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So-called “card not present” shopping activity has been on the rise in recent years, as more people shop over the internet and phone. Such transactions, where you don’t need to physically swipe your credit card, grew 55 percent in the second quarter of 2021, from 2019 levels, according to card network Visa.
As consumers become more used to these transactions, they’ve given rise to various concerns. For instance, reader Gordon writes, “I understand that when I pay for something online with a credit card, that information is often stored (regardless of whether it should or shouldn’t be). What about if I give my credit card information over the phone? It seems like this makes it more difficult for the company to store my information. Is my reasoning correct?”
Phone sales are risky for merchants
Phone sales present some risks for merchants. In fact, according to Visa, instances of fraud related to card-not-present transactions were four times the level for transactions in which physical cards were used, leading to losses of $6.4 billion in 2021. That’s why merchants pay more in swipe fees for card-not-present transactions.
Considering this risk, and also because they can’t see your card, merchants involved in phone transactions will ask you for card details.
For instance, they will want to know:
- Your full credit card number
- Your name as it appears on the card
- The card’s CVV (card verification value) or security code
- The expiration date on the card
- Your billing address with zip code
- Your phone number
They may even ask for information that would be on a driver’s license, such as your date of birth and license number.
In spite of the risks of card-not-present transactions, merchants continue to conduct business over the phone, mainly because it also offers some benefits. For instance, some customers might prefer to conduct business with a human who can answer their questions. And some businesses may not have a physical storefront to conduct business.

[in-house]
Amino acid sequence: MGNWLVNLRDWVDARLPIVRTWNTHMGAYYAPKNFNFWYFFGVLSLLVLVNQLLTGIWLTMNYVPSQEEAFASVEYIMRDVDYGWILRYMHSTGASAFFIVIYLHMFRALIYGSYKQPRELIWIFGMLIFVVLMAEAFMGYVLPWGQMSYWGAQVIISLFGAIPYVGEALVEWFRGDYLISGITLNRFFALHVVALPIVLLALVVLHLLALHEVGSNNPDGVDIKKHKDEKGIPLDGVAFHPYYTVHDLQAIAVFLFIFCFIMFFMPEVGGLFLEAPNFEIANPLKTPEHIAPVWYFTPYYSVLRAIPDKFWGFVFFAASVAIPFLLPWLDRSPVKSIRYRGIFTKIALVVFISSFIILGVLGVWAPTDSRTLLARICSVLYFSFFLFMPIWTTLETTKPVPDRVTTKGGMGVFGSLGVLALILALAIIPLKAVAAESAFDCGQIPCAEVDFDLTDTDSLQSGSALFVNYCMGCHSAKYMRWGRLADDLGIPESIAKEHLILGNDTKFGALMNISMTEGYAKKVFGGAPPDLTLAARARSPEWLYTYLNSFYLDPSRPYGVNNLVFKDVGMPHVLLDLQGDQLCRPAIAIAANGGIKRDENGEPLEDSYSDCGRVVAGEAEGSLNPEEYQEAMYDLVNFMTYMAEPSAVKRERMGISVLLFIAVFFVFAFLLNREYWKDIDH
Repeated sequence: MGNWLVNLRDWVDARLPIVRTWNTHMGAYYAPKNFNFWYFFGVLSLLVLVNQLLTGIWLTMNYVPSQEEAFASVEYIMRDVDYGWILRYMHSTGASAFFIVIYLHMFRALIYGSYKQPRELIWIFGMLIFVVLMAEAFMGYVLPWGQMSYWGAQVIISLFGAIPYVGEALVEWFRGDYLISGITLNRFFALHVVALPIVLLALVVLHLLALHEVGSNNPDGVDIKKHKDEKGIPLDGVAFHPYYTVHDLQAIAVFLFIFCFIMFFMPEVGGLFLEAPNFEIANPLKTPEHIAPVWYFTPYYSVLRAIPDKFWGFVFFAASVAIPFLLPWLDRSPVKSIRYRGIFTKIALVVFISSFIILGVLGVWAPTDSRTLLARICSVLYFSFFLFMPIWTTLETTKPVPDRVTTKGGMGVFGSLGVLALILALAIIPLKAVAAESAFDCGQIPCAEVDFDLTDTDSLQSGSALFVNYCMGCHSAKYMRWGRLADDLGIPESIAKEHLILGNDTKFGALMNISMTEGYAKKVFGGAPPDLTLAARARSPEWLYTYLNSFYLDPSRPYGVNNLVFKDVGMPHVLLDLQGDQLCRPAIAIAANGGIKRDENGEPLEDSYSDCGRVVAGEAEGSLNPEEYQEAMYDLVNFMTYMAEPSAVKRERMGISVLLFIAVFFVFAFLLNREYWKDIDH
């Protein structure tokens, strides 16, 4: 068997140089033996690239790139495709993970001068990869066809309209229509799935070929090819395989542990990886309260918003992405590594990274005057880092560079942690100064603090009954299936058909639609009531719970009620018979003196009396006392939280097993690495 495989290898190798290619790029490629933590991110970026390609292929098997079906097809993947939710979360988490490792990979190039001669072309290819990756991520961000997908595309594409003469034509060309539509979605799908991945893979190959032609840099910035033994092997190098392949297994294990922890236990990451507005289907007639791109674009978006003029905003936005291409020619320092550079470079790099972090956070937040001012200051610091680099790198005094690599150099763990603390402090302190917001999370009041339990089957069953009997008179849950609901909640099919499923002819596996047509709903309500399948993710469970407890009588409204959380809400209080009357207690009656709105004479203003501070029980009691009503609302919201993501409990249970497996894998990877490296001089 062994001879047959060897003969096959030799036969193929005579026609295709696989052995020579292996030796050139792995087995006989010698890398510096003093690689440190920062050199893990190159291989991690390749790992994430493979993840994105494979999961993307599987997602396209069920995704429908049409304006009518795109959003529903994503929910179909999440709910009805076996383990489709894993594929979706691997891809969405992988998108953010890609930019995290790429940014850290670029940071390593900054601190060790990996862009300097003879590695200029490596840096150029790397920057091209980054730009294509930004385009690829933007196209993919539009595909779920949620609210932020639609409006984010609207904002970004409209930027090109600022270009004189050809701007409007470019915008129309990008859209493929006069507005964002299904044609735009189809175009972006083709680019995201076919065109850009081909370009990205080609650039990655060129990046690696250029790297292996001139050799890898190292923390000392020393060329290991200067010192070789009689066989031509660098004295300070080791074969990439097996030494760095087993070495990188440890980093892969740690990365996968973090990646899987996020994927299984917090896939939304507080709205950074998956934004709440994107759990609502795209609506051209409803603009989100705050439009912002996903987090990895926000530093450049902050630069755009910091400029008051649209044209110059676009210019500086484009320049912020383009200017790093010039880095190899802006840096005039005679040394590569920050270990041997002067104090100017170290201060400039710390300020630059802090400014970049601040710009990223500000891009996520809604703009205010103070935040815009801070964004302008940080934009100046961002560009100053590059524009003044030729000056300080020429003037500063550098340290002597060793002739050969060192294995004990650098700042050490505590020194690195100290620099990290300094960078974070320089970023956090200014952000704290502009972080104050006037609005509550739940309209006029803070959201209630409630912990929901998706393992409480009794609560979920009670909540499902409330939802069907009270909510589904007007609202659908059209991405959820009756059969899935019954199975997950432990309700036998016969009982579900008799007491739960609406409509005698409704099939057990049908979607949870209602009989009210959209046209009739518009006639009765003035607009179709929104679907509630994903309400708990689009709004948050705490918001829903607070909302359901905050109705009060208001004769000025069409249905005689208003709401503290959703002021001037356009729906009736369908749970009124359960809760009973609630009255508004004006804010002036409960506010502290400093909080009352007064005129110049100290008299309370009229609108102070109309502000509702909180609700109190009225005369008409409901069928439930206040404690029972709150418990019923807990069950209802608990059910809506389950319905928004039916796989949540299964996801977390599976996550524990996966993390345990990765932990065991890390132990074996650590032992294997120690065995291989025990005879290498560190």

Security standards for credit card transactions over the phone
While you don’t have to swipe your card when you make purchases over the phone, they differ from online purchases in that you are conducting the transaction with a human agent. There is a possibility that the agent itself could compromise the data, or it could be intercepted by a third person while you are on the call. That’s why the calls should be conducted over secure networks.
Major card issuers have set up the Payment Card Industry Security Standards Council that maintains a Data Security Standard governing how merchants should deal with customers’ card information that they receive. The PCI DSS also lays out how to protect information gathered through phone-based transactions.
The PCI standard says that merchants should not retain your card’s CVV or other sensitive authentication data after use (unless there’s any government regulation that supersedes the PCI standard). Also, they shouldn’t store your full primary account number, in case that is necessary, without taking adequate protections (such as making sure it cannot be read). They can store other input such as your name and the card’s expiration date.
Guidelines for recordings
The standard says that merchants should not record sensitive details you give them over the phone. If a call is being recorded while you deal with an agent, as it might be for customer service purposes, the recording should be paused while they gather that input. This precaution would prevent any interception by a third party that searches a recording. Another way to prevent recording would be to input the details on the phone’s keypad.
In case the recording cannot be paused while you are providing sensitive card authentication information, the agent should delete the information after the transaction is authorized. If the information cannot be erased, the merchant should have adequate security protections in place to ensure that outsiders cannot search for and retrieve this sensitive information.
For instance, they should only allow essential personnel access to the data and the information should be encrypted or otherwise rendered unreadable.
The bottom line
Card-not-present transactions have gained popularity during the pandemic as home-confined consumers had no other choice. The card industry has security standards on how merchants should deal with the input they collect over the phone so that customer security is not compromised.
Gordon, the standard prohibits the storing of authentication data and limits storing of other card data. However, phone calls can be recorded and your data can be stored if it is essential. Merchants should have adequate protections for stored data to be compliant with the Payment Card Industry standard. In such transactions, it seems you are more at risk from a rogue agent writing down your card details than the safety of your stored data.
Contact me at firstname.lastname@example.org with your credit card-related questions.